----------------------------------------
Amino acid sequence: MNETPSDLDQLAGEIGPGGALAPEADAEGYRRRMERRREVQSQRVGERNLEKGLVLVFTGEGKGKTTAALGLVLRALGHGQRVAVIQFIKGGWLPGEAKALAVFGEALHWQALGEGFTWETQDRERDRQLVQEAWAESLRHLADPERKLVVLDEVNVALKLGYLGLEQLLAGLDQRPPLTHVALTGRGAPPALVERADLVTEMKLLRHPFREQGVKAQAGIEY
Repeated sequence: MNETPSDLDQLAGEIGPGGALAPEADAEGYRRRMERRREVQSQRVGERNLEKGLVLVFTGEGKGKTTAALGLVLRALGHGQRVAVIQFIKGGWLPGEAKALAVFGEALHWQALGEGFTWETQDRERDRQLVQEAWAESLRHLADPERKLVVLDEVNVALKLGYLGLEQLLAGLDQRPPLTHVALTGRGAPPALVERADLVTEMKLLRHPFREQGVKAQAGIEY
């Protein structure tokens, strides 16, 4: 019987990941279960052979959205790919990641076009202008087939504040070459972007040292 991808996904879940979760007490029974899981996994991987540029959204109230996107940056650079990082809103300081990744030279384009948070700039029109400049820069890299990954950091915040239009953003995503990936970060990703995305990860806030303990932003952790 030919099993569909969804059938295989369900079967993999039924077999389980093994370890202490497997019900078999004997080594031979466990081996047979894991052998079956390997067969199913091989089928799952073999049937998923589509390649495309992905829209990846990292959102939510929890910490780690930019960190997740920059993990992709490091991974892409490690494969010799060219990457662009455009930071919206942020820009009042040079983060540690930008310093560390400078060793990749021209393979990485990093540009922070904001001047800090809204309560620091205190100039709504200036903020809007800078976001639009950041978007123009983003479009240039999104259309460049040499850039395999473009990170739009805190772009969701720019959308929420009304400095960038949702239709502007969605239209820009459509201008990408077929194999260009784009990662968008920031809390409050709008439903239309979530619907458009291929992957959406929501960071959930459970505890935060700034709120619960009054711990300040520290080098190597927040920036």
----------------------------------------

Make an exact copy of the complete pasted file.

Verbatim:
Amino acid sequence: MNETPSDLDQLAGEIGPGGALAPEADAEGYRRRMERRREVQSQRVGERNLEKGLVLVFTGEGKGKTTAALGLVLRALGHGQRVAVIQFIKGGWLPGEAKALAVFGEALHWQALGEGFTWETQDRERDRQLVQEAWAESLRHLADPERKLVVLDEVNVALKLGYLGLEQLLAGLDQRPPLTHVALTGRGAPPALVERADLVTEMKLLRHPFREQGVKAQAGIEY
Repeated sequence: MNETPSDLDQLAGEIGPGGALAPEADAEGYRRRMERRREVQSQRVGERNLEKGLVLVFTGEGKGKTTAALGLVLRALGHGQRVAVIQFIKGGWLPGEAKALAVFGEALHWQALGEGFTWETQDRERDRQLVQEAWAESLRHLADPERKLVVLDEVNVALKLGYLGLEQLLAGLDQRPPLTHVALTGRGAPPALVERADLVTEMKLLRHPFREQGVKAQAGIEY
């Protein structure tokens, strides 16, 4: 019987990941279960052979959205790919990641076009202008087939504040070459972007040292 991808996904879940979760007490029974899981996994991987540029959204109230996107940056650079990082809103300081990744030279384009948070700039029109400049820069890299990954950091915040239009953003995503990936970060990703995305990860806030303990932003952790 030919099993569909969804059938295989369900079967993999039924077999389980093994370890202490497997019900078999004997080594031979466990081996047979894991052998079956390997067969199913091989089928799952073999049937998923589509390649495309992905829209990846990292959102939510929890910490780690930019960190997740920059993990992709490091991974892409490690494969010799060219990457662009455009930071919206942020820009009042040079983060540690930008310093560390400078060793990749021209393979990485990093540009922070904001001047800090809204309560620091205190100039709504200036903020809007800078976001639009950041978007123009983003479009240039999104259309460049040499850039395999473009990170739009805190772009969701720019959308929420009304400095960038949702239709502007969605239209820009459509201008990408077929194999260009784009990662968008920031809390409050709008439903239309979530619907458009291929992957959406929501960071959930459970505890935060700034709120619960009054711990300040520290080098190597927040920036």